SEC Responds to Ripple’s Rejection of Enforcement Motion, Demands Financial Evidence
SEC responded to Ripple, contending that its discovery requests adhere to procedures and intended to impose penalties.
United States Securities and Exchange Commission (SEC) submitted a response to technology company Ripple’s (XRP) opposition regarding the provision of audited financial statements for a two-year period, information on post-complaint contracts related to the sale or transfer XRP to non-employee counterparties, and specifics on the amount of XRP Institutional Sales proceeds received after the lawsuit.
In a court filing on January 23, the SEC reinforces its motion to compel, arguing that its requests for discovery related to remedies adhere to proper procedures and are not untimely. Additionally, the argument emphasizes that, in cases involving securities law violations, courts commonly consider post-complaint facts through the lens of remedies.
Moreover, the SEC is pursuing penalties against Ripple, aiming to convey a strong message about the seriousness with which securities violations will be treated.
Notably, the SEC clarifies that it is not seeking a mini-trial or a determination regarding the legality of post-complaint sales to institutions, including on-demand liquidity (ODL) customers as such determinations are not necessary to obtain an injunction that could effectively stop these sales from continuing.
Ripple has the opportunity to present the argument that it plans to structure future ODL sales in a manner that falls outside the scope of the institutional sales category considered in summary judgment.
Contrarily, the SEC contends that having access to post-sale and post-summary decision contracts is crucial to assessing Ripple’s intentions and determining the commercial viability of structuring ODL sales in compliance with regulations.
The outcome of this matter might not result in a mini-trial, but its significance is substantial as the broad injunction has the potential to impact Ripple’s ODL business negatively. Lawyers anticipate that there will likely be a discovery process initiated for the examination of post-complaint contracts to gather more information on this issue.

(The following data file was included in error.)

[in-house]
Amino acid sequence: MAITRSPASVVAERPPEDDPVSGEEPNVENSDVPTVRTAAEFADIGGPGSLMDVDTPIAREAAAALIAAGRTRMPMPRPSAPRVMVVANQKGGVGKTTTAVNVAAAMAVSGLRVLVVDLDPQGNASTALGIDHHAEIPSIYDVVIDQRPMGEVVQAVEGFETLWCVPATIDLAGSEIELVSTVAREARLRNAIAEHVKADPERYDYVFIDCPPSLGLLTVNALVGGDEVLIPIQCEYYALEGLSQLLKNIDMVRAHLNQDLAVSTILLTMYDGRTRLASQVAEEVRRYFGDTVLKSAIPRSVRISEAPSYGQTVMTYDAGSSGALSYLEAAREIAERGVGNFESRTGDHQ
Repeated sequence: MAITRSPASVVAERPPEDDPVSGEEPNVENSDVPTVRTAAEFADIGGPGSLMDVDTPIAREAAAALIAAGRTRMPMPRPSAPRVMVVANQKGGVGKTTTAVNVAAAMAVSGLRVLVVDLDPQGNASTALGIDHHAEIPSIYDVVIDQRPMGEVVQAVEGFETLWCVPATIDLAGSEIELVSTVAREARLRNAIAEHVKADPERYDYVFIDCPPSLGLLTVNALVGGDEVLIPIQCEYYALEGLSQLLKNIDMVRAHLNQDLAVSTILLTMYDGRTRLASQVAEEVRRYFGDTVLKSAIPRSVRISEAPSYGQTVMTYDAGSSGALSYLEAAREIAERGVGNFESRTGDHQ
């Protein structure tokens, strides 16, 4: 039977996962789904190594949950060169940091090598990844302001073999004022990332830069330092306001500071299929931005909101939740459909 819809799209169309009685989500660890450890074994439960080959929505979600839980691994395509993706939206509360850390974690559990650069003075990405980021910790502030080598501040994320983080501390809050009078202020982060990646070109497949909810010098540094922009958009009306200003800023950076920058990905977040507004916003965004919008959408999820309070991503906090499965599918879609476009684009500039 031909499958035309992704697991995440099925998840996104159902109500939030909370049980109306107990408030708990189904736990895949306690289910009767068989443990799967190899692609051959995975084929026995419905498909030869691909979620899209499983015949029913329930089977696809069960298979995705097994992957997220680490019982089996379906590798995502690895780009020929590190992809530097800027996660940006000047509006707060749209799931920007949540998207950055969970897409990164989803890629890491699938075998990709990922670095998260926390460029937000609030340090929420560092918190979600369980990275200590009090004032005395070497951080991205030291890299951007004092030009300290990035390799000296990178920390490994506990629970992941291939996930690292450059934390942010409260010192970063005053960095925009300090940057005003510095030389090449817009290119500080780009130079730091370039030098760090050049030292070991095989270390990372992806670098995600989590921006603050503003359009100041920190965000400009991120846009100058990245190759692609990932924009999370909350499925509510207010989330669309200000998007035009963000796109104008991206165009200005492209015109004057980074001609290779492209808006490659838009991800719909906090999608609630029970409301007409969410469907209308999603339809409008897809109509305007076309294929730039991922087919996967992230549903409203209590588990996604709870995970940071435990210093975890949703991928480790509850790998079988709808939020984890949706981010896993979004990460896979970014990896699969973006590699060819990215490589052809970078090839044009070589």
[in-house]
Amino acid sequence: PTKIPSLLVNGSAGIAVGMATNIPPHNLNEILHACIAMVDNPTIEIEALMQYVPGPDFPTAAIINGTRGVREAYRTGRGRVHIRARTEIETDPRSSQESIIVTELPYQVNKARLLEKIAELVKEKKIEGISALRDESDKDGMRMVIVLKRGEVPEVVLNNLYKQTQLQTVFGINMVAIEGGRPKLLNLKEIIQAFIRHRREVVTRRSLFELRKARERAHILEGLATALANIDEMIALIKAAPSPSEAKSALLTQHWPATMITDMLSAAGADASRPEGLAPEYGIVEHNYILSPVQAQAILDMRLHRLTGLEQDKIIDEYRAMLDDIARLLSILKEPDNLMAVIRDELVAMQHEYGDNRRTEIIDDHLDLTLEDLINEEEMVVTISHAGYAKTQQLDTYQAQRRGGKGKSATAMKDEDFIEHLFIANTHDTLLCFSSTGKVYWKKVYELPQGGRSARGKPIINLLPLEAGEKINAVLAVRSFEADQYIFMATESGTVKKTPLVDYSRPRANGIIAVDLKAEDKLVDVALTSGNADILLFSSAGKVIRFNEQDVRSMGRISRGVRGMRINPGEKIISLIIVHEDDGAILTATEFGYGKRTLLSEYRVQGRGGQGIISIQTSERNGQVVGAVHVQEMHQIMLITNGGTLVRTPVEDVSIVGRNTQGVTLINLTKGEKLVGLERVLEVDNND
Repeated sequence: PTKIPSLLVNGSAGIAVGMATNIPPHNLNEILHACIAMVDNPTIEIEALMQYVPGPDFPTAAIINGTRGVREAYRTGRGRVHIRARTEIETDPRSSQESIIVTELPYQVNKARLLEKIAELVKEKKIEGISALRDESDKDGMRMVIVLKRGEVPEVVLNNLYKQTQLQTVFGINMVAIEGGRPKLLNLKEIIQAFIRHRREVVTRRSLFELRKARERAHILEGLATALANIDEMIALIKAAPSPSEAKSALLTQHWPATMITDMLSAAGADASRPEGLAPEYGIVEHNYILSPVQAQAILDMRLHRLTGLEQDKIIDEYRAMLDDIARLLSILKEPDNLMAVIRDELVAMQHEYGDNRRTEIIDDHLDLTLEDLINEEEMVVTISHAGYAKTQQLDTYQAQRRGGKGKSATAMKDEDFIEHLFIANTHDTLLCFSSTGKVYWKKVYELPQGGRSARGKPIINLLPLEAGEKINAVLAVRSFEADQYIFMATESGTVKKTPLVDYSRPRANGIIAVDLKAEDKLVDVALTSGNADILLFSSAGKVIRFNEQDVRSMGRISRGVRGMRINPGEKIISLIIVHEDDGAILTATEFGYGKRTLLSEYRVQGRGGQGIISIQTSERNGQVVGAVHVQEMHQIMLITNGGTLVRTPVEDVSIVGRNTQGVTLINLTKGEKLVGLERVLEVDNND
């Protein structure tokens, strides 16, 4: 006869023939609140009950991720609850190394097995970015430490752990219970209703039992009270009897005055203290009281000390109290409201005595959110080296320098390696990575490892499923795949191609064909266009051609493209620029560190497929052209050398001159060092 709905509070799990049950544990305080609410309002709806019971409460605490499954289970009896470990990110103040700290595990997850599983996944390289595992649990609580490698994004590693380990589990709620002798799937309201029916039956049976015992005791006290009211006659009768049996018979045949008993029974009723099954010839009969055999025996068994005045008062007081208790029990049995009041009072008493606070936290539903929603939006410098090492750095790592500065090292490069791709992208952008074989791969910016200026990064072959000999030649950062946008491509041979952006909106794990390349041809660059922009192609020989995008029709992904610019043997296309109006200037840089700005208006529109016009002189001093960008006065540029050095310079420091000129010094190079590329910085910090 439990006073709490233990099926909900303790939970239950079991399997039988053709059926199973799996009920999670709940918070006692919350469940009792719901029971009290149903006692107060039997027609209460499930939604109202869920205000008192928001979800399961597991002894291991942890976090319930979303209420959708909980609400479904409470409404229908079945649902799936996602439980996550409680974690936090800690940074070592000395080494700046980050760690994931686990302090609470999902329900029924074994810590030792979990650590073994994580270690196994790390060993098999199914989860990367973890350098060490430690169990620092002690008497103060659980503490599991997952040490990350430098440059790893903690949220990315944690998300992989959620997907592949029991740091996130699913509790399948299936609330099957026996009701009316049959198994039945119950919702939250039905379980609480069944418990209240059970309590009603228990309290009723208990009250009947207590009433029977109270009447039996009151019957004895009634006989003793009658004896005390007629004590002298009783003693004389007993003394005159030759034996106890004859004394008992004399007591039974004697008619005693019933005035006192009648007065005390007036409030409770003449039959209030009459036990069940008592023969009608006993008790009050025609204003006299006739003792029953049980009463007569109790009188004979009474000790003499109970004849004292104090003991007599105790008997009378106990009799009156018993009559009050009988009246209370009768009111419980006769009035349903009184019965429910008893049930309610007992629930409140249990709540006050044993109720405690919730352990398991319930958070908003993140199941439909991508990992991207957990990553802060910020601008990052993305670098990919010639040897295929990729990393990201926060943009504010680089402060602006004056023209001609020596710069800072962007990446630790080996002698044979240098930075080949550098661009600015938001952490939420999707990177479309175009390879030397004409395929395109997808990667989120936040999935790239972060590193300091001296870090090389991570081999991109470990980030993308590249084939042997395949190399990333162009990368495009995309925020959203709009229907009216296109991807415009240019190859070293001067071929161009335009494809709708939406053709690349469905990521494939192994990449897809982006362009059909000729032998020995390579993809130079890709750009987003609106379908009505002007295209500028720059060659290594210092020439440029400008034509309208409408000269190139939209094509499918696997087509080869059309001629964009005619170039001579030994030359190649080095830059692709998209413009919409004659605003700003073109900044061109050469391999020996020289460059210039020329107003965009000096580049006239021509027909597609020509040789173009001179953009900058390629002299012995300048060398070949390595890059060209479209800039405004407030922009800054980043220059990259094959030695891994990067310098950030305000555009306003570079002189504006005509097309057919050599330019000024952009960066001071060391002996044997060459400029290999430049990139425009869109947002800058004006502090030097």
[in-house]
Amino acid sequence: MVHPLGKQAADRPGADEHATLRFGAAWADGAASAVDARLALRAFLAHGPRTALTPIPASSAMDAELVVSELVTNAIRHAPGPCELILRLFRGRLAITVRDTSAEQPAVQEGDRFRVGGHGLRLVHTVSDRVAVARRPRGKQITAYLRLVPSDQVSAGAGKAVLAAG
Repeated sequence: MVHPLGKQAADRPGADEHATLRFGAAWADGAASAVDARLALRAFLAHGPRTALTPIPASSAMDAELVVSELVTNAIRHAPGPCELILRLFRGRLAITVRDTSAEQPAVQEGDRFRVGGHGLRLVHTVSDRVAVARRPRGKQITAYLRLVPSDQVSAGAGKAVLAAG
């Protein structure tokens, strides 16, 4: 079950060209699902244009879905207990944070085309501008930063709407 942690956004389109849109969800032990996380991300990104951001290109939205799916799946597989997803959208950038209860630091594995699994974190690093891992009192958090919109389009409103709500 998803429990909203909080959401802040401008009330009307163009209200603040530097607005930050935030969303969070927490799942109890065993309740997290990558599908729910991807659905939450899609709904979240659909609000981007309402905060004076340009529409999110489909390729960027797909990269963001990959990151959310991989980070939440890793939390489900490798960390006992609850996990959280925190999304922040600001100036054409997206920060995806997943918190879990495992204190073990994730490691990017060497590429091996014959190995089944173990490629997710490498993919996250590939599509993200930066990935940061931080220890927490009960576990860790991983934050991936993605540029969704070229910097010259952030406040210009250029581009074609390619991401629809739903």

SEC Presents Declaration by Carolyn Dicharry
Ripple asserted that the SEC did not initiate the discovery process when fact discovery was available, and currently lacks a valid reason for pursuing additional discovery related to post-complaint sales. Additionally, the SEC has exhausted all its interrogatories in the ongoing case.
In response to this, the SEC presented a declaration by Carolyn Dicharry, who served as a consultant for Ripple from 2015 to 2019. In her testimony, she affirmed that Ripple, via XRP II LLC, engaged in direct sales contracts for XRP with 23 specific counterparties. This information is based on Ripple’s business records spanning from July 2017 to April 2020.
The submission of this declaration adds a factual dimension to the ongoing legal proceedings, providing specific details about Ripple’s historical XRP sales contracts.
She additionally stated that the majority of XRP sales from May 2020 to June 2023 were conducted as ODL transactions, with XRP sourced directly from Ripple. Furthermore, she mentioned that Ripple also conducted some XRP sales on centralized digital asset exchanges through market-makers, with the purchasers being unknown.
SEC vs. Ripple Lawsuit Goes to Trial
Last year, the federal district judge sent the ongoing lawsuit involving the SEC and Ripple to trial, declining to issue a summary judgment regarding the classification of XRP as an unregistered security.
Judge Analisa Torres determined that XRP did not qualify as a security when traded on the secondary market. However, she concluded that it would be considered a security if sold within the framework of an investment contract to institutional investors.
Torres based her decision on her evaluation of Ripple’s “programmatic” sales, automated sales of XRP on exchanges, asserting that these did not constitute securities offerings, as the purchasers did not make investments in Ripple.
In October, Ripple marked the dismissal of all charges against its executives within the ongoing lawsuit. Following this development, the company has focused on its expansion efforts in Europe and Africa.
The SEC’s recent response to Ripple’s opposition signals a new juncture in the ongoing legal battle, introducing other facets to the Ripple case.
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